If you're looking for excitement, this is not the vacation for you. It's quiet here; there's not much going on and that's what I like about it.
Take, for example, Niobrara, NE, population 406, which I am approaching now. A handful of cars in Niobrara constitute the most activity I've encountered so far on my journey.
Coming upon this town from any direction is a steady climb. The city moved up here years ago after a big flood washed it from its original location near the banks of the Niobrara River. Now, townsfolk look down on the river from above.
Rounding the bend through the city of Niobrara, I pass up Two Rivers Saloon, Jimmy Dean's Lounge, the Hilltop Lodge Inn, and the Dew Drop Inn.
Leaving town, road signs tell me Vertigre, NE, is 11 miles out; Verdel, 10. Two place names in a row starting with the letter "V" ��not "B" or "C," but "V." I want to know the stories behind these "V" names.
Now, I am approaching the Niobrara River. For me, bridges over water produce a much greater discomfort compared to overland bridges – trains and buildings below – like those in Chicago, Cleveland, and Buffalo. No. Crossing a bridge over water is a whole other thing.
A similar uneasiness comes over me when I'm on a flight over the ocean. Disarming this airy nervousness, I drive over the bridge, which spans the wide, rambling Niobrara River. Downstream, I spot pelicans congregating near a shady peninsula; upstream, tangled deadwood is snagged on sandbars.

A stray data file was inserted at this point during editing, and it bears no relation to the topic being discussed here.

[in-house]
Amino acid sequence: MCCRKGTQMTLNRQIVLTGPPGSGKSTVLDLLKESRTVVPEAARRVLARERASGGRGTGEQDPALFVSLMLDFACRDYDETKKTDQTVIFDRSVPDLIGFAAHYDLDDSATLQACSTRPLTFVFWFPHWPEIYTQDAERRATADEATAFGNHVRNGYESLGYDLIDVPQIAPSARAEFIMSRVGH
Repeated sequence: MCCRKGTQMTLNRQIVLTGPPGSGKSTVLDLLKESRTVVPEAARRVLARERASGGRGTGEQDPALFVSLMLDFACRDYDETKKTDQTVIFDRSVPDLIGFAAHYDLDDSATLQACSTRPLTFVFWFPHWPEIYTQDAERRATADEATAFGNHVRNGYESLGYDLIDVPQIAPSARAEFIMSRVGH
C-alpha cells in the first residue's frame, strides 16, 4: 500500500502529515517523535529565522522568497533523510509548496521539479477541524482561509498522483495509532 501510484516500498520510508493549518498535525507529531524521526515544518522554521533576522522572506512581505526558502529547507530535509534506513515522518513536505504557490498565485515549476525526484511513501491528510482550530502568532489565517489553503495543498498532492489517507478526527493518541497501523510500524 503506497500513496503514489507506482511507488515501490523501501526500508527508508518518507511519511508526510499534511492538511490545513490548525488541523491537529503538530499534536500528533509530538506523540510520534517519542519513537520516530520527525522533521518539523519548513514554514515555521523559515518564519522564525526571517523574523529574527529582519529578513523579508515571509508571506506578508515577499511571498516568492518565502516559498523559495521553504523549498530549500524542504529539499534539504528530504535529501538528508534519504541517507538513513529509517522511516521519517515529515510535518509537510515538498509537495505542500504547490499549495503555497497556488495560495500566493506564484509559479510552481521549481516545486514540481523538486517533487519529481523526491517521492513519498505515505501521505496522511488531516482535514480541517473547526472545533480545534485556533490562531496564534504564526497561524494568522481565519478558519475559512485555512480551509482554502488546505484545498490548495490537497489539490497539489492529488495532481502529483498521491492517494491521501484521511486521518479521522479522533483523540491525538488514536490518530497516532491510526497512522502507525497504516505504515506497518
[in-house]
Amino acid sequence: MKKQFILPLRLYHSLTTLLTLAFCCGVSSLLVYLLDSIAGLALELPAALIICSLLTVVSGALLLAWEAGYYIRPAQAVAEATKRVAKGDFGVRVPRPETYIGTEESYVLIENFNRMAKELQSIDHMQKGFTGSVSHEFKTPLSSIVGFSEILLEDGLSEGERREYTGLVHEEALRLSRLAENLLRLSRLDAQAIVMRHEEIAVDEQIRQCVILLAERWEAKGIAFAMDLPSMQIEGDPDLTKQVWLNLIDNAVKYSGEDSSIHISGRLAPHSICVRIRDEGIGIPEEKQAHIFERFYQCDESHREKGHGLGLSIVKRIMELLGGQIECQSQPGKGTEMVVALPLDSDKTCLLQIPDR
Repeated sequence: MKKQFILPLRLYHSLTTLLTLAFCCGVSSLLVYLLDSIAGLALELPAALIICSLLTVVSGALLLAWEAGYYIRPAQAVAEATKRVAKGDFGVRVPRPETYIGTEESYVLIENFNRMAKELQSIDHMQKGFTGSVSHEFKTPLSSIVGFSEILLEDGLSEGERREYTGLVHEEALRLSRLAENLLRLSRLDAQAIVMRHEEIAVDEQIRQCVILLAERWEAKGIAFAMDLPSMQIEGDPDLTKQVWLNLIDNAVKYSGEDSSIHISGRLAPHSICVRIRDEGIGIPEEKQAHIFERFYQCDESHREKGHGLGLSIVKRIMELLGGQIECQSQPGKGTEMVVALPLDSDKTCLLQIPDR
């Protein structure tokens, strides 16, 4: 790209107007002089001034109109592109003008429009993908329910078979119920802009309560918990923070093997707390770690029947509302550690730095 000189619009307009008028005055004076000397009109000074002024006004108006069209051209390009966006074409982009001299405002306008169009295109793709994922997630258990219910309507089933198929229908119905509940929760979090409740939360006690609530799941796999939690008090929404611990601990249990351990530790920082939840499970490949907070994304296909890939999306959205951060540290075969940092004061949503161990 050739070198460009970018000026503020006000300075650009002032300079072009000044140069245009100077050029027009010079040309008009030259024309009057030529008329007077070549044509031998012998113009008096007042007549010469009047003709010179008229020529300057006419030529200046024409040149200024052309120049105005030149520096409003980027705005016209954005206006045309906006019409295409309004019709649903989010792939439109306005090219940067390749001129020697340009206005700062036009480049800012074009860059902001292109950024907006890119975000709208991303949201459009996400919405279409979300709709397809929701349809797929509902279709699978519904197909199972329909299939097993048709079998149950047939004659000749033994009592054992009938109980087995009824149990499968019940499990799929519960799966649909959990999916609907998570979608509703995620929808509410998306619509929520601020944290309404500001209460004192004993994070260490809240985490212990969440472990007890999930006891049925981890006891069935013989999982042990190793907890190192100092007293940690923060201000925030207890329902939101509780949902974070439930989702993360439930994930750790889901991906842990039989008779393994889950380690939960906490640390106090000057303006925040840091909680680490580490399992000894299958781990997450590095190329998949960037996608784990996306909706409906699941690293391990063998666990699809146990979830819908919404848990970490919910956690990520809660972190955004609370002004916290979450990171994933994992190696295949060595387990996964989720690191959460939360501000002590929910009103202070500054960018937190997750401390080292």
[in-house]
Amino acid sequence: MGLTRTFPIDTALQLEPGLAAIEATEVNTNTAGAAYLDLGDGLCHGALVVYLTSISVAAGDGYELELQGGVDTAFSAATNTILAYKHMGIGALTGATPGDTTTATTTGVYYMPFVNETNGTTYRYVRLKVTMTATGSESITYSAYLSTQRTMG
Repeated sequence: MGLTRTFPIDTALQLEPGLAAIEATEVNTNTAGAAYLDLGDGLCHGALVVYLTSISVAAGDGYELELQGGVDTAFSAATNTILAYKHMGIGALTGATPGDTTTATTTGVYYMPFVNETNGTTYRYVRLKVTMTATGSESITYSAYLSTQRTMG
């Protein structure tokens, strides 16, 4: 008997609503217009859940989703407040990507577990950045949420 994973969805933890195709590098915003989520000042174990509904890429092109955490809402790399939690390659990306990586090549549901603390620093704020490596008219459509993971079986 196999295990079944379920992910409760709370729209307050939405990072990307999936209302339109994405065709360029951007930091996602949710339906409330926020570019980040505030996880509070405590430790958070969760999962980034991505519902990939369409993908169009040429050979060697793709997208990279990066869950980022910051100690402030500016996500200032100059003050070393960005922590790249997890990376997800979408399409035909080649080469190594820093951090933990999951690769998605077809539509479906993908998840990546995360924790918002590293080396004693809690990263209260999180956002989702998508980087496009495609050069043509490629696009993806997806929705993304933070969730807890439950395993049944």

Just ahead on the other side awaits yet another bridge – only this one is much shorter and not as high. It crosses the hardly noticeable Mormon Canal, which causes me to wonder about the Mormon footprint in this place.
Under an overcast sky, my journey continues across the rolling hills of North Central Nebraska, tooling along Highway 12 past Niobrara State Park to the north, Lazy River Acres to the south, and over Ponca Creek.
I can see it is infinitely breezy out here with dense textured grasslands waving ahead, running alongside, and chasing from behind. To be continued …
A resident of Southeast South Dakota for more than 30 years, Paula Damon is a popular columnist, keynote speaker, and freelance writer. Her columns have won first-place national and state awards in The Federation of Press Women competitions. Most recently, Damon's writing took second place statewide in the South Dakota Press Women 2007 Competition. For more information, e-mail firstname.lastname@example.org.